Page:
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Low-frequency impact sound pressure fields in small rooms within lightweight timber buildings — Suggestions for simplified measurement procedures
RISE - Research Institutes of Sweden, Built Environment, Building Technology.ORCID iD: 0000-0002-0019-4568
Linneaus University, Sweden.
2018 (English)In: Noise Control Engineering Journal, ISSN 0736-2501, E-ISSN 2168-8710, Vol. 66, no 4, p. 324-339Article in journal (Refereed) Published
Abstract [en]

Low-frequency impact sound insulation, down to 20 Hz, has a significant effect on humans' dissatisfaction due to noise in timber buildings. Today, the low-frequency procedure of the ISO 16283-2:2015 impact sound measurement standard covers the frequency range down to 50 Hz for the use of an ISO tapping machine, but does not yet cover the use of an ISO rubber ball. Here, microphone grid measurements were made in two small rooms that were excited by an ISO rubber ball from the rooms above. In each grid, 936 microphone positions were used to capture data representing the full spatial fields of impact sound pressures from 10 to 500 Hz for one excitation location for each room. The data show that the positions at the radiating ceiling surfaces have low maximum sound pressure levels compared to the pressure levels at the floors, especially in the floor corners. First, a measurement procedure to predict the maximum exposure of low-frequency sound in a room is proposed It is suggested that the maximum values for each frequency band in the corners opposite to the partition being excited (i.e., the floor corners) be used. Second, a procedure to predict the room average sound pressure level and the prediction's normal distribution is suggested. Iterative measurements with random microphone locations and random excitation locations are used. The advantage of this method is that the required precision and information about the sensitivity due to different excitation points are obtained.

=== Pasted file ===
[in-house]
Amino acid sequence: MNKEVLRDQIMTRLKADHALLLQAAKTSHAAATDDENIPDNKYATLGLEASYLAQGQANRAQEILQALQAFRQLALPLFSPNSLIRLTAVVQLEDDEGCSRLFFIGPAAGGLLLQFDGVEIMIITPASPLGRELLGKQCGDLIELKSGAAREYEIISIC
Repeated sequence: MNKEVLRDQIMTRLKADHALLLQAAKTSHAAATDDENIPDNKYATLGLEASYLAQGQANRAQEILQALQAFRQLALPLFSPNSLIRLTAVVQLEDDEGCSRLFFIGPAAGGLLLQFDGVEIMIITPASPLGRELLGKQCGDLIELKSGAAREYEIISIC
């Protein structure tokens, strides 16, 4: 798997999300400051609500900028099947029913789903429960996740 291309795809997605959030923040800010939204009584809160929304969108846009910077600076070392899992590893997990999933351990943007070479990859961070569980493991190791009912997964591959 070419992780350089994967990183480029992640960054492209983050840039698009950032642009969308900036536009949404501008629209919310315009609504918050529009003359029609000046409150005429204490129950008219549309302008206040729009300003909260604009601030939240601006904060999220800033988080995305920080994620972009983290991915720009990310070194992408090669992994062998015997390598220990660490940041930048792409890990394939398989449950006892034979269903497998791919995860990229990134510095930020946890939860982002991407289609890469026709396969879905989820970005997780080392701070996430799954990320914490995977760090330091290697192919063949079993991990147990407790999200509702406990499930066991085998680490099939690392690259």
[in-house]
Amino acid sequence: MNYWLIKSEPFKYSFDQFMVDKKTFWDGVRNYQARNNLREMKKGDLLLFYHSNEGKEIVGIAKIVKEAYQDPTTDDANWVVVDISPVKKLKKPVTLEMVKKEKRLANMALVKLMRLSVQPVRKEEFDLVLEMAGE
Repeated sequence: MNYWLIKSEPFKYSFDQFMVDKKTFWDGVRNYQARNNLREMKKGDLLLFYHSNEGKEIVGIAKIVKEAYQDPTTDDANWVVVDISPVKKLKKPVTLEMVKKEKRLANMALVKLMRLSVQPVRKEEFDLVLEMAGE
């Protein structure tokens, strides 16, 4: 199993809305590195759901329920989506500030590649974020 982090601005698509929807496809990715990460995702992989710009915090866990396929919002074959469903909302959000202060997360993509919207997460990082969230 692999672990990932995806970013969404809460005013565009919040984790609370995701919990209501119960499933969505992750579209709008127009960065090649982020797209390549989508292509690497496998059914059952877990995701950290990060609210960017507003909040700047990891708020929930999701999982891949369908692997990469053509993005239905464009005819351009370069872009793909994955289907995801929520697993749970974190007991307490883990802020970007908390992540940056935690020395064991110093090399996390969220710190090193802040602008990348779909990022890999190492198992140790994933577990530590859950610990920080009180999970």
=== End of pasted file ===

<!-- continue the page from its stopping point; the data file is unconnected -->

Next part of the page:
Place, publisher, year, edition, pages
2018. Vol. 66, no 4, p. 324-339
Keywords [en]
Acoustic variables measurement, Acoustic wave transmission, Acoustic waves, Architectural acoustics, Fire alarm systems, Floors, Forecasting, Iterative methods, Location, Microphones, Normal distribution, Rubber, Timber, Wooden buildings, Impact sound insulation, Impact sound measurements, Low-frequency sounds, Measurement procedures, Microphone positions, Random excitations, Required precision, Sound pressure level, Sound insulation
National Category
Natural Sciences
Identifiers
URN: urn:nbn:se:ri:diva-35707DOI: 10.3397/1/376628Scopus ID: 2-s2.0-85052959047OAI: oai:DiVA.org:ri-35707DiVA, id: diva2:1261119
Note

 Funding details: FEDER, European Regional Development Fund;

Available from: 2018-11-06 Created: 2018-11-06 Last updated: 2018-11-06Bibliographically approved

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Olsson, Jörgen

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